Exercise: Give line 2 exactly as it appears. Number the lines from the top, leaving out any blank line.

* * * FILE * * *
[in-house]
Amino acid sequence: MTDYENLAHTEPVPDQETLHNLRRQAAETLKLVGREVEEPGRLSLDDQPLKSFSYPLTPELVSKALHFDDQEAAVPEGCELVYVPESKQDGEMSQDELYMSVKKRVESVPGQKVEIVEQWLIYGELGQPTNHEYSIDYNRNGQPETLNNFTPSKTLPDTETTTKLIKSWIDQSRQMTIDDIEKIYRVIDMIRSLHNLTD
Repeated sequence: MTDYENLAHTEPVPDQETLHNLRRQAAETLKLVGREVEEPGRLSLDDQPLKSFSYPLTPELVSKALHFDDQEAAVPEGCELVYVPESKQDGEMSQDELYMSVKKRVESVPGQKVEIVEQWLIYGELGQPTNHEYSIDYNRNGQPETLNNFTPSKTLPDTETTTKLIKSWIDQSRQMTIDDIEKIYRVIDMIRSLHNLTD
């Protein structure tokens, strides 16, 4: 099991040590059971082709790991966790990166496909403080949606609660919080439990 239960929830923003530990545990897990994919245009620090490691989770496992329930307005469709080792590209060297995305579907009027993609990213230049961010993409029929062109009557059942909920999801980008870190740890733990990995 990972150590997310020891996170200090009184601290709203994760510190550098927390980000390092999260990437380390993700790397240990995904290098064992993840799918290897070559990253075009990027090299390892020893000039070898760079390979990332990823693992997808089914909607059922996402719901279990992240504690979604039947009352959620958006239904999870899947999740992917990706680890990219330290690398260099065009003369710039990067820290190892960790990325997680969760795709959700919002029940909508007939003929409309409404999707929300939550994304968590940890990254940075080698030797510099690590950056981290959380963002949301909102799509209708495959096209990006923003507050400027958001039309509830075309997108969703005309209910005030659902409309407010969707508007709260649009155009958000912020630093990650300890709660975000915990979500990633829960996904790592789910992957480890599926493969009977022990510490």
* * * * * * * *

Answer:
Amino acid sequence: MTDYENLAHTEPVPDQETLHNLRRQAAETLKLVGREVEEPGRLSLDDQPLKSFSYPLTPELVSKALHFDDQEAAVPEGCELVYVPESKQDGEMSQDELYMSVKKRVESVPGQKVEIVEQWLIYGELGQPTNHEYSIDYNRNGQPETLNNFTPSKTLPDTETTTKLIKSWIDQSRQMTIDDIEKIYRVIDMIRSLHNLTD